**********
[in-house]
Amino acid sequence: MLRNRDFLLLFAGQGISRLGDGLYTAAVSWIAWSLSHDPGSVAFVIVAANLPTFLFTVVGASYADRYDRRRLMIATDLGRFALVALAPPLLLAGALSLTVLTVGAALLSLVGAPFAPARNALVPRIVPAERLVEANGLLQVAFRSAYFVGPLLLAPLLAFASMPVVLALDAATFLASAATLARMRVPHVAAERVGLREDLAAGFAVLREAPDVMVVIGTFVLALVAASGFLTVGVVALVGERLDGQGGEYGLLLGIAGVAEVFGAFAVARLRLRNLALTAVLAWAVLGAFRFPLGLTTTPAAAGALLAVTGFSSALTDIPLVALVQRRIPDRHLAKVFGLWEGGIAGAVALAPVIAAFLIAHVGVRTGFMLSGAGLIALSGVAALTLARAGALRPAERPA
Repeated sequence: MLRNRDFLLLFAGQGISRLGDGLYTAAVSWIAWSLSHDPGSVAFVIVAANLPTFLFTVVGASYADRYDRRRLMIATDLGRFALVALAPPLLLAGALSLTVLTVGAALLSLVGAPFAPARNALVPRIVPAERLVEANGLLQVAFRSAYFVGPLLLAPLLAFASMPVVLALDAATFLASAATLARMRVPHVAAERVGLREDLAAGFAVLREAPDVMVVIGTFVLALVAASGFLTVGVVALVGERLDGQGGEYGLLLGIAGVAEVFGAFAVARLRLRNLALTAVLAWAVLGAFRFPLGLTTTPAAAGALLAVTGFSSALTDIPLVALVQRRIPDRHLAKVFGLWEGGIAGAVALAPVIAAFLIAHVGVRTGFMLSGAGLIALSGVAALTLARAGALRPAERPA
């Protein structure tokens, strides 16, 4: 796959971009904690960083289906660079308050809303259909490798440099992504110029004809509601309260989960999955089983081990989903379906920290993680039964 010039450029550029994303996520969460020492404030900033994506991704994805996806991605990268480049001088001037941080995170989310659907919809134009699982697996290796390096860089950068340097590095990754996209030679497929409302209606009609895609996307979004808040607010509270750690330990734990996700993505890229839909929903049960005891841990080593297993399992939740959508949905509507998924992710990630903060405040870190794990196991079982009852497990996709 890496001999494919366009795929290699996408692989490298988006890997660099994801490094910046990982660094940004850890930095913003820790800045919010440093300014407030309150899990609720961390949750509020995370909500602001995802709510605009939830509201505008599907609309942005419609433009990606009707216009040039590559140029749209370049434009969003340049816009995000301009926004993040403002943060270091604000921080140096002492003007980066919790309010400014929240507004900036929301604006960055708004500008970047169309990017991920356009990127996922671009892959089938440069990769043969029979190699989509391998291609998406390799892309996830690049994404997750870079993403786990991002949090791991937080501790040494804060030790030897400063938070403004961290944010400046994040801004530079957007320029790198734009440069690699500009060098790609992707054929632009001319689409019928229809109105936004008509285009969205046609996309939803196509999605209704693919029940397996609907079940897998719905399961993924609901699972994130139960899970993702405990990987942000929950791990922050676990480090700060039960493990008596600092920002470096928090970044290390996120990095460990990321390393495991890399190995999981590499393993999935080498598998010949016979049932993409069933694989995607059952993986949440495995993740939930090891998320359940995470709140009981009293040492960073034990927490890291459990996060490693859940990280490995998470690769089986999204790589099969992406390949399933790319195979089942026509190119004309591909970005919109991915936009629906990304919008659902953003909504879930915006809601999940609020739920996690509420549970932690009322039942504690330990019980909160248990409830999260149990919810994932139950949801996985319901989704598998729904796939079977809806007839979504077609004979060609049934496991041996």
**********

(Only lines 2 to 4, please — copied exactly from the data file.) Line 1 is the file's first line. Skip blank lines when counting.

Amino acid sequence: MLRNRDFLLLFAGQGISRLGDGLYTAAVSWIAWSLSHDPGSVAFVIVAANLPTFLFTVVGASYADRYDRRRLMIATDLGRFALVALAPPLLLAGALSLTVLTVGAALLSLVGAPFAPARNALVPRIVPAERLVEANGLLQVAFRSAYFVGPLLLAPLLAFASMPVVLALDAATFLASAATLARMRVPHVAAERVGLREDLAAGFAVLREAPDVMVVIGTFVLALVAASGFLTVGVVALVGERLDGQGGEYGLLLGIAGVAEVFGAFAVARLRLRNLALTAVLAWAVLGAFRFPLGLTTTPAAAGALLAVTGFSSALTDIPLVALVQRRIPDRHLAKVFGLWEGGIAGAVALAPVIAAFLIAHVGVRTGFMLSGAGLIALSGVAALTLARAGALRPAERPA
Repeated sequence: MLRNRDFLLLFAGQGISRLGDGLYTAAVSWIAWSLSHDPGSVAFVIVAANLPTFLFTVVGASYADRYDRRRLMIATDLGRFALVALAPPLLLAGALSLTVLTVGAALLSLVGAPFAPARNALVPRIVPAERLVEANGLLQVAFRSAYFVGPLLLAPLLAFASMPVVLALDAATFLASAATLARMRVPHVAAERVGLREDLAAGFAVLREAPDVMVVIGTFVLALVAASGFLTVGVVALVGERLDGQGGEYGLLLGIAGVAEVFGAFAVARLRLRNLALTAVLAWAVLGAFRFPLGLTTTPAAAGALLAVTGFSSALTDIPLVALVQRRIPDRHLAKVFGLWEGGIAGAVALAPVIAAFLIAHVGVRTGFMLSGAGLIALSGVAALTLARAGALRPAERPA
């Protein structure tokens, strides 16, 4: 796959971009904690960083289906660079308050809303259909490798440099992504110029004809509601309260989960999955089983081990989903379906920290993680039964 010039450029550029994303996520969460020492404030900033994506991704994805996806991605990268480049001088001037941080995170989310659907919809134009699982697996290796390096860089950068340097590095990754996209030679497929409302209606009609895609996307979004808040607010509270750690330990734990996700993505890229839909929903049960005891841990080593297993399992939740959508949905509507998924992710990630903060405040870190794990196991079982009852497990996709 890496001999494919366009795929290699996408692989490298988006890997660099994801490094910046990982660094940004850890930095913003820790800045919010440093300014407030309150899990609720961390949750509020995370909500602001995802709510605009939830509201505008599907609309942005419609433009990606009707216009040039590559140029749209370049434009969003340049816009995000301009926004993040403002943060270091604000921080140096002492003007980066919790309010400014929240507004900036929301604006960055708004500008970047169309990017991920356009990127996922671009892959089938440069990769043969029979190699989509391998291609998406390799892309996830690049994404997750870079993403786990991002949090791991937080501790040494804060030790030897400063938070403004961290944010400046994040801004530079957007320029790198734009440069690699500009060098790609992707054929632009001319689409019928229809109105936004008509285009969205046609996309939803196509999605209704693919029940397996609907079940897998719905399961993924609901699972994130139960899970993702405990990987942000929950791990922050676990480090700060039960493990008596600092920002470096928090970044290390996120990095460990990321390393495991890399190995999981590499393993999935080498598998010949016979049932993409069933694989995607059952993986949440495995993740939930090891998320359940995470709140009981009293040492960073034990927490890291459990996060490693859940990280490995998470690769089986999204790589099969992406390949399933790319195979089942026509190119004309591909970005919109991915936009629906990304919008659902953003909504879930915006809601999940609020739920996690509420549970932690009322039942504690330990019980909160248990409830999260149990919810994932139950949801996985319901989704598998729904796939079977809806007839979504077609004979060609049934496991041996």